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Mathematical Olympiads for Elementary and Middle Schools

Math Problem solving contests for teams of up to 35 students in grades 4 through 8.

 





Construction wave produces new and improved schools
District Administration Magazine
State-of-the-art science labs, green buildings and internet upgrades are among major trends in school construction this year, as districts break ground on large projects that address aging facilities, increased enrollment and technology needs. The first annual DA School Construction Survey gathered data from more than 1,000 school personnel this past spring. More than half of respondents said their district broke ground on a major building project in 2014-2015.
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Making the case for social media in schools
Edutopia (commentary)
Jim Asher, the principal of Jackson P. Burley Middle School in Charlottesville, Virginia, writes: "'Do you have a Twitter account? Do you use Instagram?' I ask those questions of all teacher applicants at Jackson P. Burley Middle School, and I'm surprised by how many people answer, 'No.' Or, 'Well, I set up an account a while ago, but I don't really use it.' I don't expect every person to be a tech expert with every type of social media. I doubt, for example, that most regular users of Microsoft Word know how many features that program actually has. However, social media is integrated throughout my school. I want all of the teachers at my school to know at least the basics of social media — ideally, they're more than proficient."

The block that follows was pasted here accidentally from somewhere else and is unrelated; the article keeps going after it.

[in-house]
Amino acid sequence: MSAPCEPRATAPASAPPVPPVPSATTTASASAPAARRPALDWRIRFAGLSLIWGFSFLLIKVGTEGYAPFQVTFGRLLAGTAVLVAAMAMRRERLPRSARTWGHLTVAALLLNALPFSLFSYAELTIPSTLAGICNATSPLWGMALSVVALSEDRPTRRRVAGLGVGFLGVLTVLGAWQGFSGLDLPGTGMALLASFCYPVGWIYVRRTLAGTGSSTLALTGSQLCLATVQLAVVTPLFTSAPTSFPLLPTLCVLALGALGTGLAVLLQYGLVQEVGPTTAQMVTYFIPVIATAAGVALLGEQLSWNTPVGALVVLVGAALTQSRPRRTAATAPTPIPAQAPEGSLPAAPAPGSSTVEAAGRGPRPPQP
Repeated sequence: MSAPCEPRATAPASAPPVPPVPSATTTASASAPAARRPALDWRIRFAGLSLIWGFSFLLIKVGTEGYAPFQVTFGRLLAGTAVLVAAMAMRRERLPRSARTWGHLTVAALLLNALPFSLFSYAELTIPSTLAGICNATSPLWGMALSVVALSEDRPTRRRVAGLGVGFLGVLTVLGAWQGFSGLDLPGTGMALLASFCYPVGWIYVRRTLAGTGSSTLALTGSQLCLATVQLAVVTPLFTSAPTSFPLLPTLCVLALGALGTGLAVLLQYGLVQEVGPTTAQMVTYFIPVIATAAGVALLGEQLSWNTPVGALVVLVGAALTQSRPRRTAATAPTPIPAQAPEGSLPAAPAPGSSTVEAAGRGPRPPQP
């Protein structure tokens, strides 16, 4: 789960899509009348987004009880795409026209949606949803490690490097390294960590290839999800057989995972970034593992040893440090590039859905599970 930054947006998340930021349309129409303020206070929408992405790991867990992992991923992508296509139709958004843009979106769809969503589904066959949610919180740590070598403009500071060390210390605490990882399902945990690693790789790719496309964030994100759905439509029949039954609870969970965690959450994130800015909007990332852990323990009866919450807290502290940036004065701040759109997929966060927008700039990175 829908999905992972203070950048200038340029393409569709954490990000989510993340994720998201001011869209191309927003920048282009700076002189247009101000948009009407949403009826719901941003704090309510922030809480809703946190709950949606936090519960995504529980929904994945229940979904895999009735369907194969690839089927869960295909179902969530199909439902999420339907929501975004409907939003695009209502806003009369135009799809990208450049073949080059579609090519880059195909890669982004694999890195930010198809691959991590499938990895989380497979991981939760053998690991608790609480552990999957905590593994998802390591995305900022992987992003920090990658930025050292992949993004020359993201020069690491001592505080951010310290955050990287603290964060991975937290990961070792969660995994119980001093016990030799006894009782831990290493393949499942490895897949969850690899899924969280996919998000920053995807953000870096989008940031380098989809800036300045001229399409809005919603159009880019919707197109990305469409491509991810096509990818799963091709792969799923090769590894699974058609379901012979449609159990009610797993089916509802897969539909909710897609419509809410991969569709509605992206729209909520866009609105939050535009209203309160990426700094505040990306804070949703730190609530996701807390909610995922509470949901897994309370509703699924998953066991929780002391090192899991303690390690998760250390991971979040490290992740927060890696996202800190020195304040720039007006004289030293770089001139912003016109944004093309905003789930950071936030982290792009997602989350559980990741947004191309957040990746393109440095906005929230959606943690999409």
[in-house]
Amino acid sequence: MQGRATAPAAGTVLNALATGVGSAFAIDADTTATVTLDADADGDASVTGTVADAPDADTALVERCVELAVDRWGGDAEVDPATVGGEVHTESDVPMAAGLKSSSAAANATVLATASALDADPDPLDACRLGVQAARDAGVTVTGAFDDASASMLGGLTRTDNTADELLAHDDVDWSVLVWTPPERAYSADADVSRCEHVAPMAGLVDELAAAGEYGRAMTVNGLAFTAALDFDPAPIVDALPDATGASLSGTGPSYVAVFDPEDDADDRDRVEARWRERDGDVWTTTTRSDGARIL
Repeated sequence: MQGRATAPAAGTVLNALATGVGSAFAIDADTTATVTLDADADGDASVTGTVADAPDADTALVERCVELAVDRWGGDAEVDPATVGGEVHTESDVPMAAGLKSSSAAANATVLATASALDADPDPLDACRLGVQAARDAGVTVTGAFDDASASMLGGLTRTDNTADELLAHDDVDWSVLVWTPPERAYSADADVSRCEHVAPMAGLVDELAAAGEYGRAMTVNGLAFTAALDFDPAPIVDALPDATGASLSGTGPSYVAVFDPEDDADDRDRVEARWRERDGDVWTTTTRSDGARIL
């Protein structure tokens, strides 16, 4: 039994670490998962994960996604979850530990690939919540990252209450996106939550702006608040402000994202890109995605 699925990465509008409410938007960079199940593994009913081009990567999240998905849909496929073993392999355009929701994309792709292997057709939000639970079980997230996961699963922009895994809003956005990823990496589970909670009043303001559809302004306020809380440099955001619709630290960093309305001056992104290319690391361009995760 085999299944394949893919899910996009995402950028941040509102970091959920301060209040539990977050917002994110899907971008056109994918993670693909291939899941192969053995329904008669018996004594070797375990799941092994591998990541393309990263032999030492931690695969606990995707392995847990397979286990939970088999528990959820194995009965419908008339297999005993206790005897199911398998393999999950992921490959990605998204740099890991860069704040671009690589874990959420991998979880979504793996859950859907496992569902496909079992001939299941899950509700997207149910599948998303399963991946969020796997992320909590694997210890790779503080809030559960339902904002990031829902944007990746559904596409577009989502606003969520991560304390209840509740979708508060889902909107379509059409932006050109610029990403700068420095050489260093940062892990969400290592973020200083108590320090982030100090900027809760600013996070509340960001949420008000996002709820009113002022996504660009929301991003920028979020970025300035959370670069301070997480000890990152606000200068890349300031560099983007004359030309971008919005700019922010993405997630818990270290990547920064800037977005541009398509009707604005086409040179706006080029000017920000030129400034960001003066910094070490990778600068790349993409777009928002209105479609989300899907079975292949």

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New tests push schools to redefine 'good enough'
NPR
This past spring, 5 million students from third grade through high school took new, end-of-year tests in math and English that were developed by a consortium of states known as PARCC. It's a big deal because these tests are aligned to the Common Core learning standards, and they're considered harder than many of the tests they replaced. It's also a big deal because until last year, it was all but impossible to compare students across state lines. Not anymore. There's just one problem: The results won't be released for a long time (late fall). What's the holdup, you ask?